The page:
19 May 2024, 02:44
By Furniture News Oct 11, 2021

Right to retail? The ethics of pandemic marketing

Business direction is never black and white. When faced with punishing trading restrictions through successive lockdowns, retailers have been forced to balance social responsibility with the need to keep trading – with mixed results. In this report, Paul Farley explores the ethical questions the industry has asked itself throughout the pandemic, and considers the long-term impact of actions both laudable and questionable …

From manufacturers turning out PPE to retailers raising funds to support those impacted by closures and job losses, Covid-19 has brought out the best in so many.

The Financial Times reported that as of June, British business had repaid £709m of Job Retention Scheme (JRS) monies to HMRC, homewares retailers IKEA and ScS among them – encouraged by its strong performance across the year, the latter repaid £3m in furlough grants.

When the pandemic hit, Dunelm furloughed 8000 staff, yet after putting them back to work in May to serve a boom in demand, the retailer saw a +29.7% increase in sales in Q3 alone, prompting it to return the £14.5m it had claimed in JRS monies, and to reject the offer of subsequent schemes and bonuses. Dunelm instead introduced its own, self-funded furlough equivalent, to protect vulnerable staff and those not working due to the restrictions. 

Others made a point of going beyond the letter of lockdown law to help halt the spread of the virus. In January, as well as reducing the range of services it carried out in people’s homes, John Lewis suspended its in-store Click & Collect services, stating that it was conscious of “the increased need to remove reasons for non-essential travel during the current lockdown, to help encourage the public to stay at home”.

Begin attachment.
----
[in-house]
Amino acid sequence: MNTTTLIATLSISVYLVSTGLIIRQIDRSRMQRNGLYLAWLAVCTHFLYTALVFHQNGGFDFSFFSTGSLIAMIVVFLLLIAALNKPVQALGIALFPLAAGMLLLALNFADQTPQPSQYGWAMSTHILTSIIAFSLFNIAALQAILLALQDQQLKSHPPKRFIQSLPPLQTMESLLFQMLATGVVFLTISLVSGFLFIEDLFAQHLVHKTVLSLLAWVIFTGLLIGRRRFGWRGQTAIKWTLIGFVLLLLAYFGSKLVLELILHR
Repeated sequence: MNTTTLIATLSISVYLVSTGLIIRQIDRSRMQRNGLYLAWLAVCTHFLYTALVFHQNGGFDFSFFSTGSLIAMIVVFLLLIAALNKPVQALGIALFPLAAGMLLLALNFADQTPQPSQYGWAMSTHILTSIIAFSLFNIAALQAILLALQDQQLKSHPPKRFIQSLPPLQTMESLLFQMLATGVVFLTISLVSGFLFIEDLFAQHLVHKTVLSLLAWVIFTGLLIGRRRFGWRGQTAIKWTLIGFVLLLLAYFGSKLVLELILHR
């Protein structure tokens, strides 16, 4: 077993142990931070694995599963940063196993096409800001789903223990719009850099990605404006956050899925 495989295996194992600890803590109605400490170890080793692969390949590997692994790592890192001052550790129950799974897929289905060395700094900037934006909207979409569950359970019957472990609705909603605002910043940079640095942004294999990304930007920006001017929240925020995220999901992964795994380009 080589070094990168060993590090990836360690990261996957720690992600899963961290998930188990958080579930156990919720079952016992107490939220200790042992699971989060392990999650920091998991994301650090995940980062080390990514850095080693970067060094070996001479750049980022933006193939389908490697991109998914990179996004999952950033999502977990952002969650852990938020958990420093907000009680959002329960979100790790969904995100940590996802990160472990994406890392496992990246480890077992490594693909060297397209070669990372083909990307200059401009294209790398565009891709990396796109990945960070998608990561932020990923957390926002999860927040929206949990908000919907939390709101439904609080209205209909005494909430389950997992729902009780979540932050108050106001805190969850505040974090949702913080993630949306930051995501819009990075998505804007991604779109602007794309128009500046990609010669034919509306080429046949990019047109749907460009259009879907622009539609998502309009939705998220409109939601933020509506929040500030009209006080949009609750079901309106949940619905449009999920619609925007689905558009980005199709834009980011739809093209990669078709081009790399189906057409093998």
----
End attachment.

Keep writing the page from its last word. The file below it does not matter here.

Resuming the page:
At the time, JLP’s executive director of operations, Andrew Murphy, said: “We’ve listened carefully to the clear change in tone and emphasis of the views and information shared by the UK’s governments in recent days. While we recognise that the detail of formal guidance has not changed, we feel it is right for us – and in the best interests of our partners and customers – to take proactive steps to further enhance our Covid security and related operational policies.”

Yet, for every example of responsible retailing, there was another that resisted Government guidance in its hunger to do business. In March last year, Mike Ashley refused to close Sports Direct, while opportunistically hiking the price of home exercise products – and in November’s lockdown, The Range, plus major flooring chains Carpetright and Tapi, remained open, courting controversy for their insistence on continuing to trade despite majoring in ‘non-essential’ goods.

Indeed, the regulatory wording was often ambiguous. In that first lockdown, the Government permitted ‘homewares’ retailers to reopen in May (guidance which was seized upon by various furniture retailers including Furniture Village, ScS, DFS and Barker & Stonehouse as a green light to trade) – only later clarifying that furniture retail instead fell within the ‘non-essential’ category, and should, in fact, wait until 15th June to do so. Having gone through the arduous and costly process of realigning their stores to meet the Government’s Covid-19-safe guidelines, those retailers already committed to reopening could perhaps be forgiven for going ahead and doing so. 

Ultimately, I feel it’s impossible to discern, praise or condemn how businesses conducted themselves through those unprecedented times in any hard-and-fast manner. The decision to shut up shop started out as a matter of conscience, yet later became one of survival, prompting many to consider ways to operate (as safely as possible) within the grey areas of lockdown law.

But what does the trade think? I asked the members of our industry feedback panel to share their views on the ethics of trading through lockdown and treatment of furlough payments, and the possible long-term impact business’ decisions might have on their brand and customer loyalty – good or bad, when the dust finally settles, will their actions really matter?